My father instilled in me a hard work ethic. You can get any where if you just work hard and be honest. I think fibbing is alright, but downright lying or stealing or anything like that is just not acceptable. Although, I did have my hand in shoplifting. That was really tough because I had to explain to my parents where I got these clothes. We did not get allowances because as my father would say why should we get paid for doing what we were required to do. Throughout that time we would socialize mostly with my fathers’ friends. We would go on Sunday drives and drive by other peoples’ homes. We never really called and asked if they wanted company or even set up an appointment for company, we would just stop by on a Sunday afternoon. I imagine culturally, it is what they did – especially in Russia where you didn’t have phones. In Russia, you just would visit people on Sunday afternoon. Whenever we did go to my fathers’ friends houses we were offered meals or whatever they had available for us to eat. That’s also a very cultural thing that even if you’re poor you set out food for people that come and visit you. My mother would come along. I know she used to feel very out of place because culturally she didn’t have very much in common with my fathers’ friends. But once in awhile, we did stop at people’s homes where there was Ukrainian husband and a German wife. It was usually a German wife and a Ukrainian husband and my mother became a little bit more social. I sometimes wonder if she wanted to be more American than did my father.

While I grew up my father was not a penny pincher but was very frugal about waste. He always had some saying about what you throw in the garbage. He said you may go off and look for it one day, which I’m sure growing up during famine times, you just knew that one day when you least expect it there may not be any food. So we never threw out anything. Now my mother on the other hand liked to spend and buy nice things. Also culturally, my father felt that how you presented in church to your friends on Sunday showed how good of a parent you were. We would have one or two good Sunday clothes and go to church and look all nice and neat and clean then during the week, I used to wear the same skirt to school all the time. So, it was very interesting that we had to be presented to people of the same group…ethnic group in a certain manner and we never went to church looking tacky or poor…even though we were.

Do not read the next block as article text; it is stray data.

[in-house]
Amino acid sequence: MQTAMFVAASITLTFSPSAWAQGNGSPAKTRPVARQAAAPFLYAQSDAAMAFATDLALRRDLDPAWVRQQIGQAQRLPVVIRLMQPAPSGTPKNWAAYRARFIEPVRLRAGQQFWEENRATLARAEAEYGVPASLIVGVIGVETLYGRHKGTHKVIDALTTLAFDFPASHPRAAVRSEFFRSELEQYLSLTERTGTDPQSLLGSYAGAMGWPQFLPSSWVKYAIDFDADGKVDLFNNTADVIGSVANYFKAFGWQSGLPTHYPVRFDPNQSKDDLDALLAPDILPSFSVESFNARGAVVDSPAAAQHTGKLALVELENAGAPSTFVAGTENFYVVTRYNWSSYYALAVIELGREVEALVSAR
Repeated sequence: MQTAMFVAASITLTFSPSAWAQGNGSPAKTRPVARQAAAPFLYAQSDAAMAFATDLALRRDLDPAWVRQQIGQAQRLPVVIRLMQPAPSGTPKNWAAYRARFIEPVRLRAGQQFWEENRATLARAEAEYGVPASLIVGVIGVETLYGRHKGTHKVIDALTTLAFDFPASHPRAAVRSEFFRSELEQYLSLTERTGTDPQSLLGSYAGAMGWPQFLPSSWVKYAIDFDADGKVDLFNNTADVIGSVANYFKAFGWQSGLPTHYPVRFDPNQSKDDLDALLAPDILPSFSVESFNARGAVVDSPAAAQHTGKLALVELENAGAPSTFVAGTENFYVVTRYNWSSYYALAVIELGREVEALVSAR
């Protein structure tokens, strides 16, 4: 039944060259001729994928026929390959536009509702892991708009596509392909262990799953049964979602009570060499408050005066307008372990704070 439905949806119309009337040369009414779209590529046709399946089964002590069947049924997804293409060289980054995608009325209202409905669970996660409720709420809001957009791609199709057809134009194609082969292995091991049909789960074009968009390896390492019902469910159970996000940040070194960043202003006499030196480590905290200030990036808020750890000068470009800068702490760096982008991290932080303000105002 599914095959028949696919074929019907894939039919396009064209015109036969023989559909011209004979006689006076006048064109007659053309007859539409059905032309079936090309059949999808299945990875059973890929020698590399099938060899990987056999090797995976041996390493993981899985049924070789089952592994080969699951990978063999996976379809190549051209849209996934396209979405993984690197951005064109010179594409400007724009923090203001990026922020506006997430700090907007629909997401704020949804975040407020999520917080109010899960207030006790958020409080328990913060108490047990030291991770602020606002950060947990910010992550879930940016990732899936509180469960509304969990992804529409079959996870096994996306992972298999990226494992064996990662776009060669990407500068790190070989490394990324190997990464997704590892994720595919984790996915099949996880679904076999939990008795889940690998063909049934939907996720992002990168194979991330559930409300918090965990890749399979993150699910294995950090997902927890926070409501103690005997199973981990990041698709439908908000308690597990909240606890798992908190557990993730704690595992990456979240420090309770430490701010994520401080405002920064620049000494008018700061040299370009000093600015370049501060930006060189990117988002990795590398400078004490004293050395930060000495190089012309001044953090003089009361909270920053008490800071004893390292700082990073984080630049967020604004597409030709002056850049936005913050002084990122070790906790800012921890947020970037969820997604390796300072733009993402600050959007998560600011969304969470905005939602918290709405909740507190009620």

I was kind of a rebel in the family. I used to like to read a lot. I didn’t mind staying by myself. I had a few friends. A couple of the friends were ethnic friends. My father always liked the idea that I hung out with Ukrainian or German friends. It didn’t matter if they were German or Romanian or some sort of ethnic group, he didn’t mind it. He just didn’t seem to like the fact that I had a few American friends. Maybe he felt they were rude and not respectful to their parents. I never really yelled at my father. I never really told him how I felt.

We had to kind of keep our emotions to ourselves – at least that’s what I thought when I was younger. Yes, it was really interesting because emotions were not outwardly felt in our family. We rarely cried. We rarely showed a lot of affection. We were not a kissy huggy family. We just knew that our parents loved us otherwise I guess we wouldn’t be there. We just knew our parents loved us because they fed us and clothed us and gave us a roof.

My father informally adopted my older sister. She was a toe-head German. She was the typical Arian German girl. In fact, when she was two or three years old and the American soldiers came by, they scared her because they were constantly commenting on how beautiful and white she was. She was afraid of many of the American soldiers because many of them were very black. She had a little harder time growing up and I don’t know why? My mother just kept her to herself. We all kind of always just knew she was my mother’s daughter. We were like my father’s children and she was my mother’s daughter. It didn’t cause any animosity between us siblings because we were all the same. It seemed to be some sort of knowledge we had – that she was my mother’s daughter.